Article By: Dan Clark
Somehow Disney is quietly having another animation renaissance. In 1989 Disney reclaimed its crown as animation king with the release of The Little Mermaid, and since the release of Tangled a few years ago Disney has been consistently putting out a quality product once again. While a movie like Wreck-It Ralph felt more like Disney attempting to make a Pixar movie, their latest feature Frozen is a prime example of Disney getting back to what they do best.
As cheesy as it may sound Frozen has that Disney magic that will tingle your nostalgic veins with delight. All the ingredients that have made up the classic Disney formula are present and plentiful. ‘For the first time in forever’ Disney has clearly made the best animated movie of the year. Frozen is a joyous occasion full of charming adventure for all ages. Decades from now the children of today may look to Frozen as the movie that showed them how wonderful the wonderful world of Disney can be.
The story of Frozen is very loosely based on Hans Christian Andersen’s fairy tale The Snow Queen, as is often the case with a Disney adaptation their version bears little resemblance to the original product. Here Anna and Elsa are two young princesses living in a life of luxury and mystery. Elsa has a unique gift…or curse depending on how you look at it. She has an icy power that she has yet to learn to control, and must keep secret from the rest of her kingdom. Eventually her secret gets out so she flees to the mountains for sanctuary. Unbeknownst to her as a result of her power their kingdom has fallen under a deep freeze that continues to worsen. In order save their city Anna departs on a journey to track down her sister and save their world.
Disney Princesses have become this advertising force that is ever-growing. Introducing two new princesses in one movie does feel like a very strategic marketing move, but even if that is true these characters at least have some substance to them. Anna meshes some modern girl sensibilities into the archetypal princess role. She has a quirkiness that is very reminiscent of Kristen Bell who voices the character. Bell provides a bubbliness that gives a fresh take to a tired concept. However, Anna’s lacks of growth does hinder her development. In much of the latter half of the film she almost comes off as a background character.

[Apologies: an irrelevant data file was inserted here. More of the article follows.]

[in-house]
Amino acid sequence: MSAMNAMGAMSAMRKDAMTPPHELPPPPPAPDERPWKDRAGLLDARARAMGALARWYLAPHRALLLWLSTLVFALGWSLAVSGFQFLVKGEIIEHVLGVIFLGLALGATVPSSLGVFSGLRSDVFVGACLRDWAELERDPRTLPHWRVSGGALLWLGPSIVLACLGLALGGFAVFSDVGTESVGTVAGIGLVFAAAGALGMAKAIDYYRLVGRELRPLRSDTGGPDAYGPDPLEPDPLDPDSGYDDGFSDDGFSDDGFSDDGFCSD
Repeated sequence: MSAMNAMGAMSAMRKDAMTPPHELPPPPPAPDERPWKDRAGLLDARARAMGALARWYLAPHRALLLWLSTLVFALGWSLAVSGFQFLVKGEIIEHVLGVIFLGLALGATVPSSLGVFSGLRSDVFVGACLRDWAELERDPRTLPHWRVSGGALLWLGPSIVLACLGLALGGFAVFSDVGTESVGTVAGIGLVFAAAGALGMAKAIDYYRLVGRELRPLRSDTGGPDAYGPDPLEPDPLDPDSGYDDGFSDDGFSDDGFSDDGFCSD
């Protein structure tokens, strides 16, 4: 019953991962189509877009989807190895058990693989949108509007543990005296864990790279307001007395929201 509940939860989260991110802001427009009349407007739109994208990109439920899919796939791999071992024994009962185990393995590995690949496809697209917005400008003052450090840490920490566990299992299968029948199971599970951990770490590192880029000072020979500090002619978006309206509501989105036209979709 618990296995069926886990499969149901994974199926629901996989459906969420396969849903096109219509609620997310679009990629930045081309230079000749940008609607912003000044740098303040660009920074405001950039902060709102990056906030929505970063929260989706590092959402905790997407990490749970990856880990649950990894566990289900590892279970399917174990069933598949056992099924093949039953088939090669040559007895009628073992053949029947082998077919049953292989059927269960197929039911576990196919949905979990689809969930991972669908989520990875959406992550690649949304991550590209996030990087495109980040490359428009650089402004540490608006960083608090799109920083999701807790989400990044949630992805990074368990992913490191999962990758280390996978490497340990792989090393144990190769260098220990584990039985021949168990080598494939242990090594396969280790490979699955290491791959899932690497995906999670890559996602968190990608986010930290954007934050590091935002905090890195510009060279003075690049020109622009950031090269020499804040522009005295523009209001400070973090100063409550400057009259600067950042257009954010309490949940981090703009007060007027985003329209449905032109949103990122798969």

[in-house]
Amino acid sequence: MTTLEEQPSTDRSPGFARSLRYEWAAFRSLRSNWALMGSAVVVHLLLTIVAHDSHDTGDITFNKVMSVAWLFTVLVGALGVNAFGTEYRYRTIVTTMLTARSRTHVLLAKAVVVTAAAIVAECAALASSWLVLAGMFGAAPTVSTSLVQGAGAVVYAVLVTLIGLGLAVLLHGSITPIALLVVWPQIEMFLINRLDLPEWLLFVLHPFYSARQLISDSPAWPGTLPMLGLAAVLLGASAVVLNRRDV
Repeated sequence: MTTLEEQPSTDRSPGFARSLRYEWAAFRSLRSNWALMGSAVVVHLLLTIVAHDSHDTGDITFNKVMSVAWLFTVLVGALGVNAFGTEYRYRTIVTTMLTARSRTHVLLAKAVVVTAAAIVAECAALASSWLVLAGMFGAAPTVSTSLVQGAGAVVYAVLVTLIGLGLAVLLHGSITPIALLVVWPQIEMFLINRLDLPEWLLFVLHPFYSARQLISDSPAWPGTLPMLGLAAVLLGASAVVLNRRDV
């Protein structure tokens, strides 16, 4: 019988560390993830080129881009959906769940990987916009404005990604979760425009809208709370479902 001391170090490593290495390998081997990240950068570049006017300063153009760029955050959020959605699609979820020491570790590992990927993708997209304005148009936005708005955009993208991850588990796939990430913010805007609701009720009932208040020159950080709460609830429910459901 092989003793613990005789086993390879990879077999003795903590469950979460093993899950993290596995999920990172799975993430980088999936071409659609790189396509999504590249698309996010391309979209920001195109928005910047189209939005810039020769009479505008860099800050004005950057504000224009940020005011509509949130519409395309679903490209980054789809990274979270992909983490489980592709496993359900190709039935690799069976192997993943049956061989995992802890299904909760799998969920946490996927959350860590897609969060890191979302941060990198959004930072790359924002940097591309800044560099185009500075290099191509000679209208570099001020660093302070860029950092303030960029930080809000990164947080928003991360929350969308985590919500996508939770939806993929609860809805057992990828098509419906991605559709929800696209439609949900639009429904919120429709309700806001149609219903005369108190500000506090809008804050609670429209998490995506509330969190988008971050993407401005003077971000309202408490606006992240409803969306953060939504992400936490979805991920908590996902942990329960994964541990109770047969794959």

One big reason this occurs is the strength of the side characters, which include a carrot loving reindeer named Sven and a magical snowman named Olaf—who does everything possible to steal the movie. Josh Gad voices the role and gives a performance that is equally heartwarming and hilarious. It is a character so full of childlike wonder you cannot help but fall in love within the first moments he walks on-screen. Gad, the infamous Book of Mormon star, also shows he is now slouch in the voice department either with the song “In Summer”. Of all the songs in the film it is by far the most fun.
When you look at what makes the classic Disney formula work the plot is very rarely a deciding factor. Success lies in the creativity of the film’s imaginative characters and the amount of memorable catchy songs. The way Frozen makes its music a focal point is an element of Disney that has been missing since its height in the mid-nineties.
Right from the start the song “Frozen Heart” establishes the tone. A number of stoic ice cutters recite an evocative melody of the dangers of a life full of ice. It is an ideal amalgamation of what the film will entail; wonder, mystery, peril, and a healthy dose of joy. The song that stands as the films best, and the one that will most likely receive some Oscar consideration is “Let it Go” song by the incredible Idina Menzel. While “Frozen Heart” sets the tone, “Let it Go” embodies every element of the film’s themes. It is a commanding anthem that will have you humming its tune long after the movie is over. It was a few memorable songs short of entering top echelon Disney territory. Songs like “For the First time in Forever” and “Love is an Open” door were cute but ultimately forgettable.
What is not forgettable is the animation of Frozen. This is easily the best looking computer animated film Disney has produced. It all starts with the ultra-realistic rendering of the snowy environment. The snow moves so fluidly as if each flake is working in unison to perform a choreographed dance of winter wonder. Juxtaposing the fluffiness of the snow with the jagged edges of the ice reflected the films split personality—allowing enjoyment to exist in a world full of threatening creatures and harsh living conditions. For those who have given up on Disney allow Frozen to ‘take control’ and change your mind. This is Disney done right—a fantastic tale that has something for everyone and will live on for years to come.